In plain language, this means don't cleanup caulking or coatings with paint thinner. And paint thinner has a bunch of other chemicals in it, so my rule is to only use water - never hot solvents - around Lexan. I have personal experience with the problem, and it's convinced me of a very real, if arcane, concern.

    I have no knowledge if this being an issue with acrylic (Plexiglass et al), but then I've used it vary little.

  11. #11
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    Quote Originally Posted by Don Peters View Post
    I totally agree with you all that polycarbonate is superior to acrylic in most respects. However it has an Achilles' heel in very particular circumstances: It chemically stress fractures upon direct exposure to somewhat unknown concentrations of mineral spirit. This is noted in most spec sheets, but no-one reads them.

    In plain language, this means don't cleanup caulking or coatings with paint thinner. And paint thinner has a bunch of other chemicals in it, so my rule is to only use water - never hot solvents - around Lexan. I have personal experience with the problem, and it's convinced me of a very real, if arcane, concern.

    I have no knowledge if this being an issue with acrylic (Plexiglass et al), but then I've used it vary little.
    Could you please provide a link to showing stress cracking from mineral spirits. I only find issues with acetone.

  12. #12
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    Google Jasper router base plate. Drilled very accurately for use with bushings.

    Dan

  13. #13
    Sorry Richard, but those days are behind me by about forty years. I can relate the story that prompted the post though. A long time ago I owned a small company specializing in building high-end cold molded sailboats. One of our creations was a 40+ foot race boat.

    The boat was stunningly beautiful with bright finished topsides, and it did quite well in early races. However there were some changes to the rating rule that made it advantageous to install a "feathering prop" to both reduce drag while sailing and also reduce the boat's rating. The prop shaft was driven by a hydraulic motor, emerging horizontally out the trailing edge of the fin keel about 18" below the bottom of the hull. The problem was that the new prop only reduced drag if it's two blades were aligned vertically in line with the trailing edge of the keel; if not, the induced drag was much higher. And the problem was that there was no way to easily ascertain if this was the case.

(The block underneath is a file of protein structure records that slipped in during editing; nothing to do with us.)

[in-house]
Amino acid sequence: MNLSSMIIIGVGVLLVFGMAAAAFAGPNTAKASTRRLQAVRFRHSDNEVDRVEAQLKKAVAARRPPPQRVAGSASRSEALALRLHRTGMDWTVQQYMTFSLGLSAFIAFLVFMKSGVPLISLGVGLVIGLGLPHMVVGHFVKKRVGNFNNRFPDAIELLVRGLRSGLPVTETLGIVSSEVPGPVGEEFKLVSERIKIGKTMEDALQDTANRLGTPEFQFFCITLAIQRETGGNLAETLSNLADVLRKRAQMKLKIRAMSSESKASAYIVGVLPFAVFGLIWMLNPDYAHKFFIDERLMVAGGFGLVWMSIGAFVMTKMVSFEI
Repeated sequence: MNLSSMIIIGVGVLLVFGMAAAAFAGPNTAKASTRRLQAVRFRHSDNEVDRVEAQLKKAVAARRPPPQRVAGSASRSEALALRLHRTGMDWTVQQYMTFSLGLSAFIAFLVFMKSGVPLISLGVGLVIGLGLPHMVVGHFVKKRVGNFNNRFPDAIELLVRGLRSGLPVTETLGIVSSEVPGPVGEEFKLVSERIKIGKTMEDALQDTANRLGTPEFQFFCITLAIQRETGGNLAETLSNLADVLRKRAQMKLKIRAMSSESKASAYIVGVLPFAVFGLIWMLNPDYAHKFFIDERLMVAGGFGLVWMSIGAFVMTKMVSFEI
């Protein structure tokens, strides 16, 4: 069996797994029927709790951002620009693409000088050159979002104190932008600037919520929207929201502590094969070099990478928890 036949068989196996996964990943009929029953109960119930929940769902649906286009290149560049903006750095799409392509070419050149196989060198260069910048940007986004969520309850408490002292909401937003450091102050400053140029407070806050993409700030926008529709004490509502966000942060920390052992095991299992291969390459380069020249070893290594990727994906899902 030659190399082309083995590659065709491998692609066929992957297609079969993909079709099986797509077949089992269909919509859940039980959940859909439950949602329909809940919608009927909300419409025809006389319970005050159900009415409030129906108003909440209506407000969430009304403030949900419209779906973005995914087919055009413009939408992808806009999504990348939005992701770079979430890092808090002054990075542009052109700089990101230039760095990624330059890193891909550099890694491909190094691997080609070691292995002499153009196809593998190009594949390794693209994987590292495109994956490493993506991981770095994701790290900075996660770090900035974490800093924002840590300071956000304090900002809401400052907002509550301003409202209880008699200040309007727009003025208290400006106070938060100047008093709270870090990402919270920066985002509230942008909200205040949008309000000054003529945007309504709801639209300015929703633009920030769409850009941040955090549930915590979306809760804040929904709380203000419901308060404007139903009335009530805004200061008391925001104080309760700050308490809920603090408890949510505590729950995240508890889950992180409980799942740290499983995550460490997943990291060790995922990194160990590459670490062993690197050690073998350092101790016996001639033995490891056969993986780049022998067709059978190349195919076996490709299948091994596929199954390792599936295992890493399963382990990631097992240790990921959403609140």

So the "fix" was to install a window in the bottom of the boat directly above the propeller. This was a simple job: haul the boat, cut a hole in the bottom about 8" square, rout a rabbet around it and bed a piece of 1/2" Lexan flush with the outer skin. We used 3M's #5200 urethane to bed the Lexan and cleaned it up with either paint thinner and lacquer thinner, probably both, but I don't recall. No worries, Mate - launch the boat, call the owner and send him a bill.

    So the next thing I know is that he's on the horn, and he's major league pissed. Seems he got a call from the harbormaster informing him that his half million dollar race boat was sitting quite low in the water, and would he come around and deal with it? Like right now?

    Upon hauling the boat again (at my expense), we had a look. That polycarbonate window looked like broken glass, fractured in several places. We did the research, wiped the egg off our faces, and did the job again without the solvent cleanup. Why is there never enough time to do it right, but there's always time to do it over?

    dp